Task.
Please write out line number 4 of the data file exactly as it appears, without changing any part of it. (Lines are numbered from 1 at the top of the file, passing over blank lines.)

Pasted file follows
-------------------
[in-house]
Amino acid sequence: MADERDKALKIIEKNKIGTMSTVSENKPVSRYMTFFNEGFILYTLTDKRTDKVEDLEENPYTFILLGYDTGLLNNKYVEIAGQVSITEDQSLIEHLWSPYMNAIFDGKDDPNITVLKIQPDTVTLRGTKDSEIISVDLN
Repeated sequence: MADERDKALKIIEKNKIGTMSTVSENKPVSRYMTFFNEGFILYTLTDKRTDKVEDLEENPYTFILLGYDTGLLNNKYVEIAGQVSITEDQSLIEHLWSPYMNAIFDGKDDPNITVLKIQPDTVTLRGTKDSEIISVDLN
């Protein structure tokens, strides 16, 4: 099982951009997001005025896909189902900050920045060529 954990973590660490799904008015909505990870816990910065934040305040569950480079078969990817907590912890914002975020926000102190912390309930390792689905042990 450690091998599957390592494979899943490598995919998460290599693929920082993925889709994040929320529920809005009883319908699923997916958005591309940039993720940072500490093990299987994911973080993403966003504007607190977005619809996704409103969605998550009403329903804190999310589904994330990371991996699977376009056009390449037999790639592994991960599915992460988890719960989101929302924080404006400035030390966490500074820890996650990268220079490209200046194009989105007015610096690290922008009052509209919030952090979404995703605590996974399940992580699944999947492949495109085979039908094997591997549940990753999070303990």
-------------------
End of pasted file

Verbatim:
């Protein structure tokens, strides 16, 4: 099982951009997001005025896909189902900050920045060529 954990973590660490799904008015909505990870816990910065934040305040569950480079078969990817907590912890914002975020926000102190912390309930390792689905042990 450690091998599957390592494979899943490598995919998460290599693929920082993925889709994040929320529920809005009883319908699923997916958005591309940039993720940072500490093990299987994911973080993403966003504007607190977005619809996704409103969605998550009403329903804190999310589904994330990371991996699977376009056009390449037999790639592994991960599915992460988890719960989101929302924080404006400035030390966490500074820890996650990268220079490209200046194009989105007015610096690290922008009052509209919030952090979404995703605590996974399940992580699944999947492949495109085979039908094997591997549940990753999070303990």